Going to college gets more expensive every year. And it’s not just the cost of tuition that keeps going up, but also books, lab fees, supplies, and room and board expenses for students living on campus. Reducing the time spent earning a degree can equal huge savings, and many students can do this by getting a jump start on their college degree while still in high school. The great thing about getting an early start is that these credits can be earned at a fraction of the price that they would cost at a major university. Some high school seniors will be able to skip a year or more of college with the credits they earn in high school, which will save them not only on tuition costs, but on everything from books to housing, as well. Here’s how to do it:
Dual enrollment programs allow high school students to take courses at local colleges that count toward both their postsecondary career and their high school requirements. The best part is that the school district usually picks up a large portion of the bill for qualifying students. Eligibility can vary by district, but most schools will require students to meet a certain standard on their ACTs or SATs, have a good grade point average, and be in either 11th or 12th grade. Schools typically only offer this option to students who wish to take courses that the school does not offer or will not fit into their schedule. For example, my high school would have allowed me to take advanced Russian classes at a local university because they weren’t able to offer the advanced classes. Had I been interested, they would have covered 12 credits to allow me to continue studying. If you and your child have questions about dual enrollment, have her contact her guidance counselor and start making plans as soon as she enters high school.
Advanced Placement courses are classes offered by local high schools that meet the standards laid out by the College Board. The College Board offers 34 courses in everything from Art History to Chinese, but the specific classes offered by your child’s high school will likely not include all of these choices. AP classes are extremely rigorous, and by taking these classes in high school, students can prepare themselves for the College Board exams that are held at the end of the school year where they may be able to earn college credit for their hard work.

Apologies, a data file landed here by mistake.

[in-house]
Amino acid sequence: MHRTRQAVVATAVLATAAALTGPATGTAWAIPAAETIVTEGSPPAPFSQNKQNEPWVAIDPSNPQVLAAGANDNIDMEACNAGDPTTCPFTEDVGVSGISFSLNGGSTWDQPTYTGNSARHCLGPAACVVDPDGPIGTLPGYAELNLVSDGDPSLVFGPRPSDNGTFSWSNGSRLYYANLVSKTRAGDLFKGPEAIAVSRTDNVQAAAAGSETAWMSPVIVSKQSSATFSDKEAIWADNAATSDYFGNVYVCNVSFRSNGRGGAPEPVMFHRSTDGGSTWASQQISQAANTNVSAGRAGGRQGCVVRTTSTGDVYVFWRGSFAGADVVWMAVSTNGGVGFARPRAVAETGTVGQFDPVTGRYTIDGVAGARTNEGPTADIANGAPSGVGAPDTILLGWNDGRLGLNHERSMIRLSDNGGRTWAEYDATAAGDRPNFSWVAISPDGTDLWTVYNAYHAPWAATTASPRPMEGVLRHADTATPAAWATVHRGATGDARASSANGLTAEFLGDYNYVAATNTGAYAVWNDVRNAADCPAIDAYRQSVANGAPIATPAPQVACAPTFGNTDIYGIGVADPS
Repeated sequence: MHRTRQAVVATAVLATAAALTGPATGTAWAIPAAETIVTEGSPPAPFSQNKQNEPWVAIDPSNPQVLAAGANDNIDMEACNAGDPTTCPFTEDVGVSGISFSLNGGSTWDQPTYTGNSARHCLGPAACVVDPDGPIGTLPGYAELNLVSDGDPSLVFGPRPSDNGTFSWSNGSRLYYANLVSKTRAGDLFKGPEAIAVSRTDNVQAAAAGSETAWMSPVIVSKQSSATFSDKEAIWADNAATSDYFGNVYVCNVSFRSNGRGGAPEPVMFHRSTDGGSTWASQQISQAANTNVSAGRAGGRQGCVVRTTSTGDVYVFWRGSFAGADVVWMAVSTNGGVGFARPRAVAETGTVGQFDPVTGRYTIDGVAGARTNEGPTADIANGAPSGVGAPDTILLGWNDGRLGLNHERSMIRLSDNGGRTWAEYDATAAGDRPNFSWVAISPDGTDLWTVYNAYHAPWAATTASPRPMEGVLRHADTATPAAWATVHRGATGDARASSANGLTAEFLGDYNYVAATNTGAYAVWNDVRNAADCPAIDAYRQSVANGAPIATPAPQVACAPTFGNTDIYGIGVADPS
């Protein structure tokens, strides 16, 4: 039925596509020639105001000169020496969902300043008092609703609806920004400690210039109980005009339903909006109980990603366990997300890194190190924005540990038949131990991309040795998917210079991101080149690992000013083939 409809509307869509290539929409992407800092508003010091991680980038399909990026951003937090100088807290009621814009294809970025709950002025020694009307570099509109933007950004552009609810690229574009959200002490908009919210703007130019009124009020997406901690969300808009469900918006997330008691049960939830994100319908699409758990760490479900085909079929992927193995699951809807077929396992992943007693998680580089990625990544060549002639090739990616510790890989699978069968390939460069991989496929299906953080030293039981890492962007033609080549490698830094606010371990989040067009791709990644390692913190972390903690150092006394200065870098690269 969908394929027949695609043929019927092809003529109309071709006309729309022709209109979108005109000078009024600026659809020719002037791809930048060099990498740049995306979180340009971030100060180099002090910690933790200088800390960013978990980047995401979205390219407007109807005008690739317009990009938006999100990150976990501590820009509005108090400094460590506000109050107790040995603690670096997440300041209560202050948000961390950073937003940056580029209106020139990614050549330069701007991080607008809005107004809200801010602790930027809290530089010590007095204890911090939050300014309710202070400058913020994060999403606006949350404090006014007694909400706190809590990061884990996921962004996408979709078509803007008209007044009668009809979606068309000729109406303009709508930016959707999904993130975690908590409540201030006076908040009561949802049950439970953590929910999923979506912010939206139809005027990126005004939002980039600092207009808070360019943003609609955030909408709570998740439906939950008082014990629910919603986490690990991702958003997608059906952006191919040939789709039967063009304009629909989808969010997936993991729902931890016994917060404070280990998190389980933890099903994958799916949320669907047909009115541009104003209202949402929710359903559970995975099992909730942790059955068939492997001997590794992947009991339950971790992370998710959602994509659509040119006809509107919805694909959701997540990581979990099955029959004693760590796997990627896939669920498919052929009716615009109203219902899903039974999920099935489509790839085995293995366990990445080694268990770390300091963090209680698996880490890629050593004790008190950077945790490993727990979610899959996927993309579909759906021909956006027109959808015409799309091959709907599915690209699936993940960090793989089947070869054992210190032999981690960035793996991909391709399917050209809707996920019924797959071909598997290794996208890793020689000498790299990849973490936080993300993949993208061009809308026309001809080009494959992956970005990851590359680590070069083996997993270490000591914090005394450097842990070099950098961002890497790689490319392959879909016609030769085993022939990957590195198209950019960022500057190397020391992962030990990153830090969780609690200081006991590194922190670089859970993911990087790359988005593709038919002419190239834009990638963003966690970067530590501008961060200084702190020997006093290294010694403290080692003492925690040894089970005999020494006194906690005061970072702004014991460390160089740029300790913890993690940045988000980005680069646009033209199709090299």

Exams cost $89 each, but there are fee waivers available for students who have income-based need. Many universities will grant between 3–4 credits if you earn a passing grade on the AP test, but some will give more. Michigan State University gave me eight credits for just one AP class because it corresponded with two classes required for my major, which saved me almost $4,000.
If your child’s high school does not offer many AP classes, you can still take the College Board exam in May for a chance to earn college credit. Studying on their own can be a difficult prospect for many, since these tests are very rigorous, but if your child has a special talent for a subject, this may be the way to go. Have your child discuss this option with his counselor and teachers to find out how to best prepare. A wide selection of study materials can also be found on Amazon for around $15, and although the College Board does not officially approve these books, they are usually very helpful.
Attend community college in the summer
Many students start out at a community college and then transfer the credits to a larger university. You may already know that this can be a great way to save on costs since the same class costs much less at a community college than at a university—about one-third the price in my area. However, students going directly to a four-year school can also use community colleges to save some money. By attending classes in the summer after high school, several required classes can be completed at a fraction of the cost of waiting to take them after starting at a four-year school. This can be a great option for students to get a head start if they did not feel ready for AP while they were in high school. Community college classes can also often be taken by high school students who do not qualify for dual enrollment, and while tuition will not be paid for, it will still save money compared to enrolling in a four-year university.
Make a plan to finish in four or less
Many students who do fine in college simply may not have been prepared for AP classes or dual enrollment while they were in high school. These students can still save a bundle by making sure they finish college in four years or less. The five-year plan has become all too common for many students (including myself), but the costs of an extra year are substantial when you figure in room and board. Taking classes in the summer can be a great way to ensure that you stay on track and graduate on time—and if you can transfer these from a community college you can save even more!
This is a guest post by April From Grand Blanc, MI
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